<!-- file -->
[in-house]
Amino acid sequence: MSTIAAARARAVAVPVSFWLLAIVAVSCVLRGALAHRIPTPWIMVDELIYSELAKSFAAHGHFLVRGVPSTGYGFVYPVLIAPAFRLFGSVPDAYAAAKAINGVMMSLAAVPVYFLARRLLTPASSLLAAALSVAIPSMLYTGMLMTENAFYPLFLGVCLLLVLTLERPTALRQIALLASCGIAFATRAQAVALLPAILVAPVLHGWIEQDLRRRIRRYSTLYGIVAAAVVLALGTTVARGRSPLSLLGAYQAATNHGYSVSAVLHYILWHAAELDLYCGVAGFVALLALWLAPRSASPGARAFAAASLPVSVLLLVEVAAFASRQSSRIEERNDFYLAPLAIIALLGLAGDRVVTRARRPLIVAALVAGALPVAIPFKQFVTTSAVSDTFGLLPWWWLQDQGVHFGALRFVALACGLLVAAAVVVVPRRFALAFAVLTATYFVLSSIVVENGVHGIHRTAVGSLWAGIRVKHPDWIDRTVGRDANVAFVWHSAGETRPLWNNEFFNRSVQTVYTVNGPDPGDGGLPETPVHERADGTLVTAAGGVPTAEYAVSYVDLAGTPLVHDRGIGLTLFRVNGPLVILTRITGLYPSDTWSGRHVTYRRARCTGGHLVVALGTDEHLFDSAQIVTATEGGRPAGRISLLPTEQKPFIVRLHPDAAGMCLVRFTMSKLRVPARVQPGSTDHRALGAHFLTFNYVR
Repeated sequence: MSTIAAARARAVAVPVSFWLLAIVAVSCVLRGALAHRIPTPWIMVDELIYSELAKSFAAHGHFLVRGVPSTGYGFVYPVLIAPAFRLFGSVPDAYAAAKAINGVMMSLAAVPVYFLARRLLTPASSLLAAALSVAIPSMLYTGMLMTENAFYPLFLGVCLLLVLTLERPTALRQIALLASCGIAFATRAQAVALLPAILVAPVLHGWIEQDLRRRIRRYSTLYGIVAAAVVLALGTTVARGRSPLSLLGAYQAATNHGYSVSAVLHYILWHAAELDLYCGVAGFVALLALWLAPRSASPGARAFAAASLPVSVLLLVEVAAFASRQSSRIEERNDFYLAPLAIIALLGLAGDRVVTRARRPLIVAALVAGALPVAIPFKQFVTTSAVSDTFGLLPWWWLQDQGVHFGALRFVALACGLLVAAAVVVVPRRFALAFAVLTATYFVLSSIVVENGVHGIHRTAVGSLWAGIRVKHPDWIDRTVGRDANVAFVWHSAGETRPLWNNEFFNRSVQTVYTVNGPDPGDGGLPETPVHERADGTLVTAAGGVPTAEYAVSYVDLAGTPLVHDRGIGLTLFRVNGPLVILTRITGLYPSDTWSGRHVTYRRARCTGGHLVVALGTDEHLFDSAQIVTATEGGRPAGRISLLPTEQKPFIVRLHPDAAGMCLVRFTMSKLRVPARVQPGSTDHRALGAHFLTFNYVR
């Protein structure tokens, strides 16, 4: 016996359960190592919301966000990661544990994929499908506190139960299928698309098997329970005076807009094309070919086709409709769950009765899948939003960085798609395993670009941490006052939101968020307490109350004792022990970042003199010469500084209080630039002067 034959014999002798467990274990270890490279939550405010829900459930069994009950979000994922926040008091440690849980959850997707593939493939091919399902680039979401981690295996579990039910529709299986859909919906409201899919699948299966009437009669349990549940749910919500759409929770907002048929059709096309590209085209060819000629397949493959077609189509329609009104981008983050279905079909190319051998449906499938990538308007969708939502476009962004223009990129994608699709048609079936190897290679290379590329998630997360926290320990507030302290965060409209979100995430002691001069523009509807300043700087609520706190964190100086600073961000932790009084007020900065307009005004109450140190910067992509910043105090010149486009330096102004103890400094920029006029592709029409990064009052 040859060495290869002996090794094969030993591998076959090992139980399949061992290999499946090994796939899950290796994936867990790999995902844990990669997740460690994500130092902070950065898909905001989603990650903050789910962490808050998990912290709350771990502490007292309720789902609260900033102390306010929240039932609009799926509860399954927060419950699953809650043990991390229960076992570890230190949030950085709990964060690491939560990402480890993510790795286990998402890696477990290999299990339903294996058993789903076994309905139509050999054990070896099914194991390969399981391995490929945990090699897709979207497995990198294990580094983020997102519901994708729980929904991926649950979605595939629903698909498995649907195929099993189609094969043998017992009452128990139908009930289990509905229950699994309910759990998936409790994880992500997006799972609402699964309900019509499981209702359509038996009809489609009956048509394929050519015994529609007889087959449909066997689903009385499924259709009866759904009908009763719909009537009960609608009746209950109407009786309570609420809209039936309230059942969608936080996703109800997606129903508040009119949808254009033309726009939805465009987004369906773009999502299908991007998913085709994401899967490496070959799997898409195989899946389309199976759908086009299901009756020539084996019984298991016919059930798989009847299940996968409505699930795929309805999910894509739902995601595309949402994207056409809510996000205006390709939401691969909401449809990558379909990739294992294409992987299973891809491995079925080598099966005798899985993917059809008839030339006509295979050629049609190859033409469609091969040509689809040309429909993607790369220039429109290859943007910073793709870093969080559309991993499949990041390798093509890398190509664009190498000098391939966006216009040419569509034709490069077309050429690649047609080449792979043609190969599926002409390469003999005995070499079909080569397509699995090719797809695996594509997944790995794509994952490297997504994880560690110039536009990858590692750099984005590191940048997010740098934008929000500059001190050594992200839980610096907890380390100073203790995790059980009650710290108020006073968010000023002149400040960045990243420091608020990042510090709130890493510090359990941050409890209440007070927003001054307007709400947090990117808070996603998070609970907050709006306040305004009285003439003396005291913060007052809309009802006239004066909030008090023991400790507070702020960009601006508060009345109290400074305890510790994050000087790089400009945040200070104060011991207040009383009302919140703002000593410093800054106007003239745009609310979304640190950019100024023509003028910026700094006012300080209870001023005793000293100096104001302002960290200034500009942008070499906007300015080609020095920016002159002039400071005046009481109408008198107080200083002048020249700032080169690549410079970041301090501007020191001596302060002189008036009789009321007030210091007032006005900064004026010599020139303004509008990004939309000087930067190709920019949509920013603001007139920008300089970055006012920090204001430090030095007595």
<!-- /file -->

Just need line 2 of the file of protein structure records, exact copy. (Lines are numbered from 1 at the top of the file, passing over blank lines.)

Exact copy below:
Amino acid sequence: MSTIAAARARAVAVPVSFWLLAIVAVSCVLRGALAHRIPTPWIMVDELIYSELAKSFAAHGHFLVRGVPSTGYGFVYPVLIAPAFRLFGSVPDAYAAAKAINGVMMSLAAVPVYFLARRLLTPASSLLAAALSVAIPSMLYTGMLMTENAFYPLFLGVCLLLVLTLERPTALRQIALLASCGIAFATRAQAVALLPAILVAPVLHGWIEQDLRRRIRRYSTLYGIVAAAVVLALGTTVARGRSPLSLLGAYQAATNHGYSVSAVLHYILWHAAELDLYCGVAGFVALLALWLAPRSASPGARAFAAASLPVSVLLLVEVAAFASRQSSRIEERNDFYLAPLAIIALLGLAGDRVVTRARRPLIVAALVAGALPVAIPFKQFVTTSAVSDTFGLLPWWWLQDQGVHFGALRFVALACGLLVAAAVVVVPRRFALAFAVLTATYFVLSSIVVENGVHGIHRTAVGSLWAGIRVKHPDWIDRTVGRDANVAFVWHSAGETRPLWNNEFFNRSVQTVYTVNGPDPGDGGLPETPVHERADGTLVTAAGGVPTAEYAVSYVDLAGTPLVHDRGIGLTLFRVNGPLVILTRITGLYPSDTWSGRHVTYRRARCTGGHLVVALGTDEHLFDSAQIVTATEGGRPAGRISLLPTEQKPFIVRLHPDAAGMCLVRFTMSKLRVPARVQPGSTDHRALGAHFLTFNYVR